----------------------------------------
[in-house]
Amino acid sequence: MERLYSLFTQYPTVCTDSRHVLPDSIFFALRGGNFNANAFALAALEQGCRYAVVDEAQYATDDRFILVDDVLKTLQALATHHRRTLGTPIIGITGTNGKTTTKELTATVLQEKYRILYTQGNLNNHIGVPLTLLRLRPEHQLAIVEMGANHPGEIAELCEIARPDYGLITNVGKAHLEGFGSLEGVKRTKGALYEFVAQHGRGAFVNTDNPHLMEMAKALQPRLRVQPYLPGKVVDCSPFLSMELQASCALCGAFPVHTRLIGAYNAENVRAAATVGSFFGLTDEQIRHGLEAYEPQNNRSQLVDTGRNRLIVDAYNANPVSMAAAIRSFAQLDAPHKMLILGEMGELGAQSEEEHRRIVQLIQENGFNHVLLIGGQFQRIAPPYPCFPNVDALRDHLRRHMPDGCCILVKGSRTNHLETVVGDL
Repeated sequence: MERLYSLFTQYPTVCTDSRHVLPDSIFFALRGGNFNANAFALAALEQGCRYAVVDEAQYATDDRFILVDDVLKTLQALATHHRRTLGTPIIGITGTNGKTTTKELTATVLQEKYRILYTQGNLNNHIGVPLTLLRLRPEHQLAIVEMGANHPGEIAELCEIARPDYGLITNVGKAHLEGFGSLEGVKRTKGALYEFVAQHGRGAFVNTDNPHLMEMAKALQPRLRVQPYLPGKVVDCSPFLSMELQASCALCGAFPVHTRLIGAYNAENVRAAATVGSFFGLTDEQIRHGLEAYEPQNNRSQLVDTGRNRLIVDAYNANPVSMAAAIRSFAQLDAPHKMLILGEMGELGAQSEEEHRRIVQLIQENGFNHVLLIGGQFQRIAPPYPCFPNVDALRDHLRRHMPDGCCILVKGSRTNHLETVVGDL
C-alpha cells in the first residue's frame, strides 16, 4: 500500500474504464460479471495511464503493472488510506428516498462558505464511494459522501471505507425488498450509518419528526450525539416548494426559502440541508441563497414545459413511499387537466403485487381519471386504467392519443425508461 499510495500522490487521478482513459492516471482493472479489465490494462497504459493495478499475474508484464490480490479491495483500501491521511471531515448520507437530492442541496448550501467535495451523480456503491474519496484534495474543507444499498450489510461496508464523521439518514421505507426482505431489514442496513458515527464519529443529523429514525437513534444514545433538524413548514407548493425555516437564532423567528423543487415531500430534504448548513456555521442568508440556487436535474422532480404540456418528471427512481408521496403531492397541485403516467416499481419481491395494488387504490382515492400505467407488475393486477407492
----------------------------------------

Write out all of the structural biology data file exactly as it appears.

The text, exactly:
[in-house]
Amino acid sequence: MERLYSLFTQYPTVCTDSRHVLPDSIFFALRGGNFNANAFALAALEQGCRYAVVDEAQYATDDRFILVDDVLKTLQALATHHRRTLGTPIIGITGTNGKTTTKELTATVLQEKYRILYTQGNLNNHIGVPLTLLRLRPEHQLAIVEMGANHPGEIAELCEIARPDYGLITNVGKAHLEGFGSLEGVKRTKGALYEFVAQHGRGAFVNTDNPHLMEMAKALQPRLRVQPYLPGKVVDCSPFLSMELQASCALCGAFPVHTRLIGAYNAENVRAAATVGSFFGLTDEQIRHGLEAYEPQNNRSQLVDTGRNRLIVDAYNANPVSMAAAIRSFAQLDAPHKMLILGEMGELGAQSEEEHRRIVQLIQENGFNHVLLIGGQFQRIAPPYPCFPNVDALRDHLRRHMPDGCCILVKGSRTNHLETVVGDL
Repeated sequence: MERLYSLFTQYPTVCTDSRHVLPDSIFFALRGGNFNANAFALAALEQGCRYAVVDEAQYATDDRFILVDDVLKTLQALATHHRRTLGTPIIGITGTNGKTTTKELTATVLQEKYRILYTQGNLNNHIGVPLTLLRLRPEHQLAIVEMGANHPGEIAELCEIARPDYGLITNVGKAHLEGFGSLEGVKRTKGALYEFVAQHGRGAFVNTDNPHLMEMAKALQPRLRVQPYLPGKVVDCSPFLSMELQASCALCGAFPVHTRLIGAYNAENVRAAATVGSFFGLTDEQIRHGLEAYEPQNNRSQLVDTGRNRLIVDAYNANPVSMAAAIRSFAQLDAPHKMLILGEMGELGAQSEEEHRRIVQLIQENGFNHVLLIGGQFQRIAPPYPCFPNVDALRDHLRRHMPDGCCILVKGSRTNHLETVVGDL
C-alpha cells in the first residue's frame, strides 16, 4: 500500500474504464460479471495511464503493472488510506428516498462558505464511494459522501471505507425488498450509518419528526450525539416548494426559502440541508441563497414545459413511499387537466403485487381519471386504467392519443425508461 499510495500522490487521478482513459492516471482493472479489465490494462497504459493495478499475474508484464490480490479491495483500501491521511471531515448520507437530492442541496448550501467535495451523480456503491474519496484534495474543507444499498450489510461496508464523521439518514421505507426482505431489514442496513458515527464519529443529523429514525437513534444514545433538524413548514407548493425555516437564532423567528423543487415531500430534504448548513456555521442568508440556487436535474422532480404540456418528471427512481408521496403531492397541485403516467416499481419481491395494488387504490382515492400505467407488475393486477407492